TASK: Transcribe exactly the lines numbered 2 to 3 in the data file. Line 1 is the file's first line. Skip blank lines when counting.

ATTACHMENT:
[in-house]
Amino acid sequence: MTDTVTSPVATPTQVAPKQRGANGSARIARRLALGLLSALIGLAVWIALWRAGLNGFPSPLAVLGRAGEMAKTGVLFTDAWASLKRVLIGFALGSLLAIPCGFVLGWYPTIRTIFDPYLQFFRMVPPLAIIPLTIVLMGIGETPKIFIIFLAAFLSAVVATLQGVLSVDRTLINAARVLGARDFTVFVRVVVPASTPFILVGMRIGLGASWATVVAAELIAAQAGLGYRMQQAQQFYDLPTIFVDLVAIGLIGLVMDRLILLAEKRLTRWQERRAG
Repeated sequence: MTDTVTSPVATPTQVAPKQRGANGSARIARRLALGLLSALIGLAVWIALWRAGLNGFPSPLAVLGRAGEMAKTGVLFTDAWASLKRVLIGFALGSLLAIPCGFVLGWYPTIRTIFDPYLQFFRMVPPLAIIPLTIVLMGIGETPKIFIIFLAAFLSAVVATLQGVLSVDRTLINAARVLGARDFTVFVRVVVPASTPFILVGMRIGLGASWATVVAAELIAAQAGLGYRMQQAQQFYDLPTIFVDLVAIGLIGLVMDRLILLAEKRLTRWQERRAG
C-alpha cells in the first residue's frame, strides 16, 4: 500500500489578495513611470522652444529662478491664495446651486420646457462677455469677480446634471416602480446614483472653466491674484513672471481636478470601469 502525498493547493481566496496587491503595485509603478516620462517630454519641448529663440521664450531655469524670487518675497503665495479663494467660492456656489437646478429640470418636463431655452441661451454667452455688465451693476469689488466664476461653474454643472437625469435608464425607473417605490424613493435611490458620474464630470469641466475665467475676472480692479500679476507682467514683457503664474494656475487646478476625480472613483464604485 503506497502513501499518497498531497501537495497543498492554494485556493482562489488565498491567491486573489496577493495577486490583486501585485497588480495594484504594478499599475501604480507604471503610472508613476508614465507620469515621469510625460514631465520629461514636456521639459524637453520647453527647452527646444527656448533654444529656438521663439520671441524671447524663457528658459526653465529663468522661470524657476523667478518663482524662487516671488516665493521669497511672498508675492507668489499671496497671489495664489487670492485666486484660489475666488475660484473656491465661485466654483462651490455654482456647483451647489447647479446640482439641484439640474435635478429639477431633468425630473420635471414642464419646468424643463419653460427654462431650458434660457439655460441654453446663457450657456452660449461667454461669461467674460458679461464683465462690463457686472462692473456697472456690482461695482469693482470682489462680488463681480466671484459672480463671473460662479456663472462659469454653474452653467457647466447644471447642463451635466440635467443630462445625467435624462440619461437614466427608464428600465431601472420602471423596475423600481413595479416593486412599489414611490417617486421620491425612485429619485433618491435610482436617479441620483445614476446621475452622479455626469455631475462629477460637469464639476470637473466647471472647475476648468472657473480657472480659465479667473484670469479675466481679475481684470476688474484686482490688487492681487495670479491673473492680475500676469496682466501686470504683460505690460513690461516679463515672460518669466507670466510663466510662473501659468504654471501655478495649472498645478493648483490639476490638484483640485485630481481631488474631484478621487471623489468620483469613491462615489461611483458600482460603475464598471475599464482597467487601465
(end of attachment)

Amino acid sequence: MTDTVTSPVATPTQVAPKQRGANGSARIARRLALGLLSALIGLAVWIALWRAGLNGFPSPLAVLGRAGEMAKTGVLFTDAWASLKRVLIGFALGSLLAIPCGFVLGWYPTIRTIFDPYLQFFRMVPPLAIIPLTIVLMGIGETPKIFIIFLAAFLSAVVATLQGVLSVDRTLINAARVLGARDFTVFVRVVVPASTPFILVGMRIGLGASWATVVAAELIAAQAGLGYRMQQAQQFYDLPTIFVDLVAIGLIGLVMDRLILLAEKRLTRWQERRAG
Repeated sequence: MTDTVTSPVATPTQVAPKQRGANGSARIARRLALGLLSALIGLAVWIALWRAGLNGFPSPLAVLGRAGEMAKTGVLFTDAWASLKRVLIGFALGSLLAIPCGFVLGWYPTIRTIFDPYLQFFRMVPPLAIIPLTIVLMGIGETPKIFIIFLAAFLSAVVATLQGVLSVDRTLINAARVLGARDFTVFVRVVVPASTPFILVGMRIGLGASWATVVAAELIAAQAGLGYRMQQAQQFYDLPTIFVDLVAIGLIGLVMDRLILLAEKRLTRWQERRAG